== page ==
Introducing Fediverse: A Decentralized Social Media
Finally, Elon Musk is the owner of Twitter. On the first day after the takeover, Twitter has already gone through some major changes. If you are thinking what’s the big deal, then here is a reminder that tech giants work for profit and control, and not to make the world a better place. Not that I consider previous CEO of Twitter to be good, but the takeover by Musk may have made people more receptive towards the ideas I am going to discuss.
This is a problem of centralization
The takeover of Twitter is a classic problem with centralized services. A centralized service might be good today, but it may get compromised in future due to such takeovers. An example is Facebook acquiring WhatsApp which led to Facebook being almost a monopoly in messaging services. The dictator of such a service will drive the policies according to what they want, not necessarily aligning with what users want. Further, when such centralized services are used by a large number of people, a big chunk of world communications go through one company, giving such a company enormous control over the people. Users do not have any decision-making power for the services, and after years of building a profile, they hesitate to delete their account due to losing their followers and medium of contact with friends. That means they get tied to the service and have a hard time coming out.
Facebook’s outage last year is a good reminder of one of the many consequences of depending on centralized services.
Fediverse is NOT another company or a startup, rather a community made project.
Fediverse is a decentralized social network, where users using different services can follow, boost posts, and communicate with each other, similar to how users with accounts on different email providers can email each other. Different services on Fediverse have different policies, so you can choose a service which suits your needs. Anyone can self host their instance of Fediverse, or pay someone to host for them(just like any task in the world). There is no single company or person who owns Fediverse, rather different instances have different admins, usually running service in their free time, so don’t forget to send them a donation if you like the service. Fediverse users do not get tied to a particular service, as when they change their service providers, they can migrate their friends and followers, so they don’t need to start from scratch again.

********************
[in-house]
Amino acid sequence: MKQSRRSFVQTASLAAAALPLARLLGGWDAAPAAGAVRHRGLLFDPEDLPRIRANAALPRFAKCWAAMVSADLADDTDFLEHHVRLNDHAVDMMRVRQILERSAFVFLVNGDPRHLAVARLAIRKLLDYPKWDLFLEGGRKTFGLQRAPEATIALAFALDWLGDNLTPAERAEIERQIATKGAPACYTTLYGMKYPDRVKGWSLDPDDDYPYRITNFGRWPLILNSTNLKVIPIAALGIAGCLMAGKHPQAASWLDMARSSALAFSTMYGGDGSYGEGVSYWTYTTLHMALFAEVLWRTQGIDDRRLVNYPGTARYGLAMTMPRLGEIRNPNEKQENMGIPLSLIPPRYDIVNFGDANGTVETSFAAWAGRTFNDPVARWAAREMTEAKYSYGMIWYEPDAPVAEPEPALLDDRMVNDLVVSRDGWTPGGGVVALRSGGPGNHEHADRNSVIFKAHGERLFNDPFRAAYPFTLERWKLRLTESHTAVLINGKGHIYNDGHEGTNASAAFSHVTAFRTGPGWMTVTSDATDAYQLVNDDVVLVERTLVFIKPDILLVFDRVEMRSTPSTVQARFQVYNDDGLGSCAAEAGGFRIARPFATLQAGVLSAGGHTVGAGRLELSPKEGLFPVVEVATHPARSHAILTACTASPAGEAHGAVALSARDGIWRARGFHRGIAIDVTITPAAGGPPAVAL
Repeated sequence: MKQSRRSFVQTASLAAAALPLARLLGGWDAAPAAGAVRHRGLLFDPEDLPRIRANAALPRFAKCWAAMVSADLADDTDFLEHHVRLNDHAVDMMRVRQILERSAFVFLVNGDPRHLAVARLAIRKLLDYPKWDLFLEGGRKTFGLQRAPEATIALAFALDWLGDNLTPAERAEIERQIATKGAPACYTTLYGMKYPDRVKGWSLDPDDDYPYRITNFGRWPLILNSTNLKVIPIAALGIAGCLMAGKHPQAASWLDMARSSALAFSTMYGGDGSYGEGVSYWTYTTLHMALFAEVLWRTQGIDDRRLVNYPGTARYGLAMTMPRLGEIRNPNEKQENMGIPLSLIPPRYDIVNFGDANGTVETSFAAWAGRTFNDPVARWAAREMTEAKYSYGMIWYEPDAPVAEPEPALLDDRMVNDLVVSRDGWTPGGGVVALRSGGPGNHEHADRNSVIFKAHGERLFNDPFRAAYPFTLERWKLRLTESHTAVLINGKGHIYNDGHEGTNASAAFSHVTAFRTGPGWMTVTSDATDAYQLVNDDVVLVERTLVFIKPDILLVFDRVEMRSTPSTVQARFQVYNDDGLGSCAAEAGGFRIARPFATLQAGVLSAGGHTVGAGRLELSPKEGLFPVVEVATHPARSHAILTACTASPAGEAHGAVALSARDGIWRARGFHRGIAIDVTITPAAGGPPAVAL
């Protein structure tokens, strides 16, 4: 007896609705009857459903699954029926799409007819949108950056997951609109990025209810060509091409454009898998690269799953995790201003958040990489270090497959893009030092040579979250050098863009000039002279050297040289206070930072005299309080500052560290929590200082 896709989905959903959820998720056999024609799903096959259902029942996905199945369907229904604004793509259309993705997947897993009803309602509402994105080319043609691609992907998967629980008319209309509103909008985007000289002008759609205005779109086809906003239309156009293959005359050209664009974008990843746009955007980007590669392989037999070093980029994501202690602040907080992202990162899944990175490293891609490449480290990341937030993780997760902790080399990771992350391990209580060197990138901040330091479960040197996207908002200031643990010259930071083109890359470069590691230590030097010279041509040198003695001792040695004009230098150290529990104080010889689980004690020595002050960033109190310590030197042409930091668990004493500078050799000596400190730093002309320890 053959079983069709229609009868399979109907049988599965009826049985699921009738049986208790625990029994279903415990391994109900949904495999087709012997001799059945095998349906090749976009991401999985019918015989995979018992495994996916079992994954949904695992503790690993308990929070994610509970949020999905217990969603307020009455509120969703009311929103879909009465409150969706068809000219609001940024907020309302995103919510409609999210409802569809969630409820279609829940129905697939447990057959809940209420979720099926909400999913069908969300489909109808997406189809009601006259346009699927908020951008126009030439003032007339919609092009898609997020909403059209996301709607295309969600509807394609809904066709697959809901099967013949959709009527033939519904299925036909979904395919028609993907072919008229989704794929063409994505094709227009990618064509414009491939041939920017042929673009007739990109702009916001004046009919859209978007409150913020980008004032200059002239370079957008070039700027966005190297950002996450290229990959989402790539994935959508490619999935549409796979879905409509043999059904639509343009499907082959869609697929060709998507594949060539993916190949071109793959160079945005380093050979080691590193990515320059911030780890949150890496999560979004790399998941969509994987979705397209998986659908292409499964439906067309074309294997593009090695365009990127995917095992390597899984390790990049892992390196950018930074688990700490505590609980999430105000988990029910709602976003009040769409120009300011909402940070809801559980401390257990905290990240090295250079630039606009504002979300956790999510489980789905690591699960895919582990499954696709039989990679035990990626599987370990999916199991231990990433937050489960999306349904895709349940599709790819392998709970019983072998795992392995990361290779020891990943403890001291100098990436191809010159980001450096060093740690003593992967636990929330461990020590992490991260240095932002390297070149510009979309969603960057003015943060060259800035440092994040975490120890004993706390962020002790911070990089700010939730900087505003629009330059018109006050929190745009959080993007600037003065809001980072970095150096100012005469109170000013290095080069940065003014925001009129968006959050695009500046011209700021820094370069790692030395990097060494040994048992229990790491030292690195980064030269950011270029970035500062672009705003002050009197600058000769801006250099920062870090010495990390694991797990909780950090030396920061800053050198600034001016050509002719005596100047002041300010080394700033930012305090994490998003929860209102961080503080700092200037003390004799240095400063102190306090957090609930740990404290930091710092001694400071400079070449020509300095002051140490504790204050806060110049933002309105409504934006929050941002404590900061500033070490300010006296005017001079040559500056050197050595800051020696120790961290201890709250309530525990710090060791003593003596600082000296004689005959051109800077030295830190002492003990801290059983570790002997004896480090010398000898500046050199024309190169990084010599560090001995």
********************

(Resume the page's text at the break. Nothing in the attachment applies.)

Fediverse is a collection of different types of services. For example, Mastodon is like Twitter(according to use-case), Friendica is like Facebook, Pixelfed is for sharing images, similar to Instagram, and PeerTube is for sharing videos, a replacement for YouTube.
Each service on Fediverse is free software which means you can add features youself as well. For example, let’s say Mastodon does not have a feature and you would like to add it, then you have the ability to run your modififed version of Mastodon on your server as well. You can pay someone to add that feature too, or you can collaborate with others who like the same feature and colectively crowdfund to add that feature.
You can learn more about Fediverse here. Plus, this is a good unofficial guide to get started. We need to fight for our freedom. You can take a step by deleting your Twitter account, or just trying out Fediverse and bring your friends on Fediverse to reduce your dependence on Twitter, Facebook and Instagram. I suggest major organizations (which usually have resources) to switch to Fediverse, which will raise awareness about it to their users. If they don’t feel like deleting their Twitter account, Fediverse can reduce their dependence on it and, hopefully, more users will join.
My profile on Fediverse is here. Feel free to connect.
For further reading on this topic, check out this blog post by Free Software Community of India.